Wednesday, August 26, 2009

Brutallity and rape in The Last House on the Left

24 hours after watching the remake of The Last House on the Left I was still trying to figure out how I felt about it. I'd skipped this one in theatres, but since thrillers and horror movies make up a lot of what I read for work, I try to stay on top of the big movies in that genre. A few years ago, I saw Wes Craven's original version of the film and was left with similarly mixed feelings. The movie was powerful on a gut level in many ways and the raw aesthetic only added to that. On the other hand, there were moments that seemed sadistic merely for its own sake and some oddly placed comic relief.

For those who don't know, the premise is that two teenage girls are brutally attacked after going to a motel room to hang out with a teenage boy. The boy's father, uncle and the father's girlfriend are none too happy about this when they return, as they are all wanted for the murder of two cops while helping the father, Krug, escape from the back of a police car. The girl's put up a fight, but one is killed after attempting to escape and her friend, Mari, is very brutally raped by Krug. She manages to make a run for it and tries to swin out via a nearby lake, only to be shot by Krug and left for dead in the water.

But when Krug and his crew find themselves without transportation, guess where they inadvertently take refuge? Mari's parent's home, with none of the parties initially aware of the connection. When the parents do find out, it's after they've put the foursome in the guesthouse and a storm has knocked out their phones. On top of that, they have no car, as Mari took the only one at the house. They're stuck on their own, with the fear that Krug's gang will figure out who they are.

It could be called a morality play, and a study in how far someone would go to take revenge on people who brutalized someone they loved. I'm fond of these sorts of premises - where an ordinary person is thrown into an extreme situation and how they deal with it becomes a true test of character. Hitchcock was one of the great masters of this, with films like North by Northwest.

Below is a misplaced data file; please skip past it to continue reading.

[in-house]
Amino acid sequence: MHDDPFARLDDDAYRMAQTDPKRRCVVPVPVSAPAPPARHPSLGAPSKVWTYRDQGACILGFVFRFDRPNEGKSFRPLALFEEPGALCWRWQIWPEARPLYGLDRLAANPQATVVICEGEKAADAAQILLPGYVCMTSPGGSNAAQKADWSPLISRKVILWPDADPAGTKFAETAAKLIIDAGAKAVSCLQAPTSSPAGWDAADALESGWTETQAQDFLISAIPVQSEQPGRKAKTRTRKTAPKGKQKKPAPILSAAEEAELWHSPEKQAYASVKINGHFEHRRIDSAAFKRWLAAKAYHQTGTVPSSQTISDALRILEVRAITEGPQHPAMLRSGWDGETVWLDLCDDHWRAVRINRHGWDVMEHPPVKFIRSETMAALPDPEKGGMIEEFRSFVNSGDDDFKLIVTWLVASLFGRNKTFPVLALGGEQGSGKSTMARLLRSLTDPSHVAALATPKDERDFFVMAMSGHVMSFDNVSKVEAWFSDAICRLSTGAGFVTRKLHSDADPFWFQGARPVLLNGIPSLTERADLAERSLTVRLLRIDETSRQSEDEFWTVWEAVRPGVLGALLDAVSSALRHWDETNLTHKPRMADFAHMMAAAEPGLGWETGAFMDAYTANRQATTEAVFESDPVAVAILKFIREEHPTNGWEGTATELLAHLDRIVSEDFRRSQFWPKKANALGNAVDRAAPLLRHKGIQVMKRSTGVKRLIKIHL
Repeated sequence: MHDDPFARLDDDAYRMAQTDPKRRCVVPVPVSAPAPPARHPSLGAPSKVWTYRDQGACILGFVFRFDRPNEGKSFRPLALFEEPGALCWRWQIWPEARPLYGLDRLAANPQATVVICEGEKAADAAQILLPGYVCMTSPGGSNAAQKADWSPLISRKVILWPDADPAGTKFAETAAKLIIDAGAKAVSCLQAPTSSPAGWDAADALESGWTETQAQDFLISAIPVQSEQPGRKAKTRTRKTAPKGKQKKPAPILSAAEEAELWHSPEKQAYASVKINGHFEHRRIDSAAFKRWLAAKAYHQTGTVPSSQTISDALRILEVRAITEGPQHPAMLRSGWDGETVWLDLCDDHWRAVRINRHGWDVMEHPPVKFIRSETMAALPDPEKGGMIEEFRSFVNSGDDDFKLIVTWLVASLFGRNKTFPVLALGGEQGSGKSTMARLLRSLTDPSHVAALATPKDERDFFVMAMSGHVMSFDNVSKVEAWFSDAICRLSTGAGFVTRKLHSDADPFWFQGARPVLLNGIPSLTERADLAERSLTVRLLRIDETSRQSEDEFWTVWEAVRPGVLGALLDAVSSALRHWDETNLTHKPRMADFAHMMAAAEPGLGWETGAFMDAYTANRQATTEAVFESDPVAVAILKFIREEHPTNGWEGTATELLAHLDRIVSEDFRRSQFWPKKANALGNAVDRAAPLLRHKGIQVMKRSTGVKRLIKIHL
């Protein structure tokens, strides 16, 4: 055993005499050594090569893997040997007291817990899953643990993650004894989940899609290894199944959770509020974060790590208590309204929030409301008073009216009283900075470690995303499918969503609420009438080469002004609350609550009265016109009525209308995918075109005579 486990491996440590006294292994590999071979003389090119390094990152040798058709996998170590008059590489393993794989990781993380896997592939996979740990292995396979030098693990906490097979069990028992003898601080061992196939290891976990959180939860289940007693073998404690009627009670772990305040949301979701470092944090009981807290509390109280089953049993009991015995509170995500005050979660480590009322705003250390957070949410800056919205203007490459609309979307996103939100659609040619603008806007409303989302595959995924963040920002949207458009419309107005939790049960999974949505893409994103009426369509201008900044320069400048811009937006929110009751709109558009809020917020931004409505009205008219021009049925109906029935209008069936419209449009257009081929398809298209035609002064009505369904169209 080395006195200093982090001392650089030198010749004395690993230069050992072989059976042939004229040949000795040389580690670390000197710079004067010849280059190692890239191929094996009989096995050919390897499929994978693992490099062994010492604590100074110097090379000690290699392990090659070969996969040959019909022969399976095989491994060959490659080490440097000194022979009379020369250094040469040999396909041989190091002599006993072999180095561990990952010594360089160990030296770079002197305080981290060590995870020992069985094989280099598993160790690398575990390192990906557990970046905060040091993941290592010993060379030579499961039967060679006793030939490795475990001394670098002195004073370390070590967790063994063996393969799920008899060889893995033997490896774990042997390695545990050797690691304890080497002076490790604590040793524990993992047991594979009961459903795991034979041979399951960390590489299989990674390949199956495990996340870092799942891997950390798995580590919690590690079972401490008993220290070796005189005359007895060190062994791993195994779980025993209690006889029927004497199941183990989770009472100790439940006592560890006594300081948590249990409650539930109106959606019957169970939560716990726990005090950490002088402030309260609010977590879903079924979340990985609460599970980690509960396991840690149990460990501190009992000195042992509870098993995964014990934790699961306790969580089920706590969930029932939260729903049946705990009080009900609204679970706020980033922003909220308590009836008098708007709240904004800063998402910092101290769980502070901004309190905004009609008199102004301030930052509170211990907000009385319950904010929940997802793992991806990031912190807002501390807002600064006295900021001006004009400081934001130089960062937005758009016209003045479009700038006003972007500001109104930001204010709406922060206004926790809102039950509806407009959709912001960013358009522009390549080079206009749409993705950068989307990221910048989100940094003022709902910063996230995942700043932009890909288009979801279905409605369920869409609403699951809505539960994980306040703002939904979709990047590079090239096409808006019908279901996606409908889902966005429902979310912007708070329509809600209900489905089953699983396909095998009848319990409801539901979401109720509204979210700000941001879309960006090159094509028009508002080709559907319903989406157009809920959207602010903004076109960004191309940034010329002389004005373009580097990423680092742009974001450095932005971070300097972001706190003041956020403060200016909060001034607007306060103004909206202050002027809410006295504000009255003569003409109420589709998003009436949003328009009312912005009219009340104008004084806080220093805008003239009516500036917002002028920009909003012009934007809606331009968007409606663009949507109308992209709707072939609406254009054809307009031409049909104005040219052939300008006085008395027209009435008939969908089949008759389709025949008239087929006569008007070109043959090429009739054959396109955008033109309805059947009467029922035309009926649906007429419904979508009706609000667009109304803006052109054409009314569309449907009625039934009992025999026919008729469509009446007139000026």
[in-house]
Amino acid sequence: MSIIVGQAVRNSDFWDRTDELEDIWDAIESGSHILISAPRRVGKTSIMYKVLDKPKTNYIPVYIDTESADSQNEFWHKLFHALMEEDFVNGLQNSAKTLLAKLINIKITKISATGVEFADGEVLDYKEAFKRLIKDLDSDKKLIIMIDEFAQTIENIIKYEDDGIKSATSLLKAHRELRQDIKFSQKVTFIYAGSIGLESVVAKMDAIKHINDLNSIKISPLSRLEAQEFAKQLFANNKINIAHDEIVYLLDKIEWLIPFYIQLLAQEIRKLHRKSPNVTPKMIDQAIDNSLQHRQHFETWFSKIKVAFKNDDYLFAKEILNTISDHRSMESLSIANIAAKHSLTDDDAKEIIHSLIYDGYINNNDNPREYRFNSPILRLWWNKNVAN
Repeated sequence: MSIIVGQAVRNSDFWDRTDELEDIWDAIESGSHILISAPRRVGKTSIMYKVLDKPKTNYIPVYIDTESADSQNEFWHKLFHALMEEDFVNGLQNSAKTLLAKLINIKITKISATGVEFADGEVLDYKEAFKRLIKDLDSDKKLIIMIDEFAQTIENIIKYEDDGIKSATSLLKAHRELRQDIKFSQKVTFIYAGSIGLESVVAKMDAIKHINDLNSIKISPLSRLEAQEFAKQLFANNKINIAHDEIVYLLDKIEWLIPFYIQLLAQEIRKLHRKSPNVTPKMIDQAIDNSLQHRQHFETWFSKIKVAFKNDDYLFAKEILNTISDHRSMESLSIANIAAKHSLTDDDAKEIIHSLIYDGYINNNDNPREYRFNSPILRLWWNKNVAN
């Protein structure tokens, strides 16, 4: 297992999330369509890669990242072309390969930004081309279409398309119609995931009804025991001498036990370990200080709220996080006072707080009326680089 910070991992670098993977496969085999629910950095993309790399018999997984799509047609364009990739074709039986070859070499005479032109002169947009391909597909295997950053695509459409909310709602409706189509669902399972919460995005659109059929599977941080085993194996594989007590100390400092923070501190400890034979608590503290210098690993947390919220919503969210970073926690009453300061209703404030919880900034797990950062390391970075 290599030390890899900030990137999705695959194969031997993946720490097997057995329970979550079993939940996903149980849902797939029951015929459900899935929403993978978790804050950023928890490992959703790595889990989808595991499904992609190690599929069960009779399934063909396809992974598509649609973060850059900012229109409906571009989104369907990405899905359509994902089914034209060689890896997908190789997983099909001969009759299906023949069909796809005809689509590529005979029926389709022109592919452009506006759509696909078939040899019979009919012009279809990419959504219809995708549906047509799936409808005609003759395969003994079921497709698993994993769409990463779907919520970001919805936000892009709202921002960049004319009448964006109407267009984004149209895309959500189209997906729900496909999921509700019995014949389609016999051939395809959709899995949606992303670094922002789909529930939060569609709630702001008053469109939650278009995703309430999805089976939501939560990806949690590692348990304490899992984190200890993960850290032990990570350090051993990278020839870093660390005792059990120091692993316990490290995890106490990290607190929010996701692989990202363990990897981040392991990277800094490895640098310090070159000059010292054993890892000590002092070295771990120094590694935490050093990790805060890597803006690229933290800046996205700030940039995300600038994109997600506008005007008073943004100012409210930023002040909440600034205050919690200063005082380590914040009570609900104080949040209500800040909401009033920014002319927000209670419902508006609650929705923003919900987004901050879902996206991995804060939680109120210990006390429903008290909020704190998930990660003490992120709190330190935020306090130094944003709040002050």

It's a great question: if someone who raped and beat up your daughter was in your guest cottage and calling the police wasn't an option - what would you do? Do you hide and gamble that they don't figure out who you are? Do you consider that they might kill you even without knowing who you are? Do you take action out of self-defense? Or do you seize the opportunity for brutal revenge - eye for an eye?

How many times have the survivors of brutal crimes (or their families) said, "Just give me five minutes alone with the SOB responsible." Well, these characters have all night - what do you think they do?

But it wasn't those hard questions that troubled me - it was the fact that after so many years of horror films being an exercise in exploitative violence, Last House essentially hinges on a brutal, disturbing rape. It's not graphic in the sense that any nudity is shown, but the camera angles certainly are suggestive and Sara Paxton gives a more than convincing performance during the brutal scene.

The filmmakers understandably had a bit of a no-win situation here. If they didn't show the rape, or sanitized it, it might undercut just how vicious Krug and his men are supposed to be. It might compromise how much the audience identifies with the parents in the final act. After we bear witness to what Krug does to Mari, we want him dead. D-E-A-D. There's no denying there's a legitimate case to be made for provoking that reaction.

But the other side of it is that it's really hard to sit through the rape scene and regard it as entertainment. I can easily see some viewers - especially parents - transferring some of their disgust for Krug onto the filmmakers themselves. And that's such a gut level reaction that there's no debating the point with people who have it.

So this is the risk a writer takes should they put a graphic rape scene in their script. Sexual violence is bound to be more controversial than straight-up murder or assault. You want proof? Most of us wouldn't bat an eye at James Bond executing a female assassin in cold blood. They might even cheer. Can you imagine that reaction if instead of shooting her, he raped her?

And right about now, I'm guessing several of you are ticked at me for putting that image in your head.

Some of the worst scenes I have ever read were rape scenes; brutal, nasty acts of sexual violence that were ostensibly in the script to tell us what horrible people the villains were. Most of the time, they read like the writer's were getting their rocks off, creating some sort of demented fantasy. One particular scene was so bad that I have refused to read subsequent drafts of that screenplay when offered and the writer in question is the only writer who I refuse to read on principle. And I am NOT a squeamish person.

Ultimately, the rest of The Last House on the Left was so well-produced and the performances were so solid that I decided to give the movie the benefit of the doubt. It seems that they handled a difficult scene as best they could given the requirements of the plot. I read an interview with director Dennis Iliadis where he said he didn't want to cast an overtly sexy young starlet as Mari because he didn't want the rape scene to be enjoyable for the audience at all. I think that was a wise choice. Had he cast Megan Fox in the role, and shot it so she was more exposed, I can see all the hype for the movie boiling down to "See Megan Fox naked!"